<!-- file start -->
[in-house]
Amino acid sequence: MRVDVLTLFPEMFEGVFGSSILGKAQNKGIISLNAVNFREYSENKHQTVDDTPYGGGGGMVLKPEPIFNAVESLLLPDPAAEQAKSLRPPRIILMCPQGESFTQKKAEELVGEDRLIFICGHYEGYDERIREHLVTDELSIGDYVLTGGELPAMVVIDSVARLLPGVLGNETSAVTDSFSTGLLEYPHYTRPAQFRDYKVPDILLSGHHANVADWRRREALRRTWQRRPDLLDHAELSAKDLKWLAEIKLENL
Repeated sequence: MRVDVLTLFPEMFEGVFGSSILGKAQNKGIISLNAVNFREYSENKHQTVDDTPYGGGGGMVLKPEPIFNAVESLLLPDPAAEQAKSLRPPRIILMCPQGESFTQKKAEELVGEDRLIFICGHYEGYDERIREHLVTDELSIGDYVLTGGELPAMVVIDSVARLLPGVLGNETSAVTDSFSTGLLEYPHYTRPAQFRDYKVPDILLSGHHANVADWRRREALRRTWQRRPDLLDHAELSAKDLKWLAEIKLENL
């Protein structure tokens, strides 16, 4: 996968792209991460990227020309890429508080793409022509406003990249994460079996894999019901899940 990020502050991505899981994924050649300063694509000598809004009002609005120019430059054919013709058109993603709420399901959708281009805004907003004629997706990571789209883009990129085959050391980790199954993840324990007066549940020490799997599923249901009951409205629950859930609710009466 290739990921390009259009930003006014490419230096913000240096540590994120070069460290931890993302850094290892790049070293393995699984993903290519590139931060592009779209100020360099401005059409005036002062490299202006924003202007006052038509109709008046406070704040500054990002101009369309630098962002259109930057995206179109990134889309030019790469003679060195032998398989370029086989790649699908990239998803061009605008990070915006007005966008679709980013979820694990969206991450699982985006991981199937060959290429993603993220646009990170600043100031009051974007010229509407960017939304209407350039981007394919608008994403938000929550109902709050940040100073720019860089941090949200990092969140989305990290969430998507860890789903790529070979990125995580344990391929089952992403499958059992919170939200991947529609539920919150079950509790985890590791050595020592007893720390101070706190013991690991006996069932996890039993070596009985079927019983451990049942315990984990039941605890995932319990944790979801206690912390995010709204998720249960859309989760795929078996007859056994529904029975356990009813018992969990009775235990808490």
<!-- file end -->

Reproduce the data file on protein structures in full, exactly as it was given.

[in-house]
Amino acid sequence: MRVDVLTLFPEMFEGVFGSSILGKAQNKGIISLNAVNFREYSENKHQTVDDTPYGGGGGMVLKPEPIFNAVESLLLPDPAAEQAKSLRPPRIILMCPQGESFTQKKAEELVGEDRLIFICGHYEGYDERIREHLVTDELSIGDYVLTGGELPAMVVIDSVARLLPGVLGNETSAVTDSFSTGLLEYPHYTRPAQFRDYKVPDILLSGHHANVADWRRREALRRTWQRRPDLLDHAELSAKDLKWLAEIKLENL
Repeated sequence: MRVDVLTLFPEMFEGVFGSSILGKAQNKGIISLNAVNFREYSENKHQTVDDTPYGGGGGMVLKPEPIFNAVESLLLPDPAAEQAKSLRPPRIILMCPQGESFTQKKAEELVGEDRLIFICGHYEGYDERIREHLVTDELSIGDYVLTGGELPAMVVIDSVARLLPGVLGNETSAVTDSFSTGLLEYPHYTRPAQFRDYKVPDILLSGHHANVADWRRREALRRTWQRRPDLLDHAELSAKDLKWLAEIKLENL
């Protein structure tokens, strides 16, 4: 996968792209991460990227020309890429508080793409022509406003990249994460079996894999019901899940 990020502050991505899981994924050649300063694509000598809004009002609005120019430059054919013709058109993603709420399901959708281009805004907003004629997706990571789209883009990129085959050391980790199954993840324990007066549940020490799997599923249901009951409205629950859930609710009466 290739990921390009259009930003006014490419230096913000240096540590994120070069460290931890993302850094290892790049070293393995699984993903290519590139931060592009779209100020360099401005059409005036002062490299202006924003202007006052038509109709008046406070704040500054990002101009369309630098962002259109930057995206179109990134889309030019790469003679060195032998398989370029086989790649699908990239998803061009605008990070915006007005966008679709980013979820694990969206991450699982985006991981199937060959290429993603993220646009990170600043100031009051974007010229509407960017939304209407350039981007394919608008994403938000929550109902709050940040100073720019860089941090949200990092969140989305990290969430998507860890789903790529070979990125995580344990391929089952992403499958059992919170939200991947529609539920919150079950509790985890590791050595020592007893720390101070706190013991690991006996069932996890039993070596009985079927019983451990049942315990984990039941605890995932319990944790979801206690912390995010709204998720249960859309989760795929078996007859056994529904029975356990009813018992969990009775235990808490």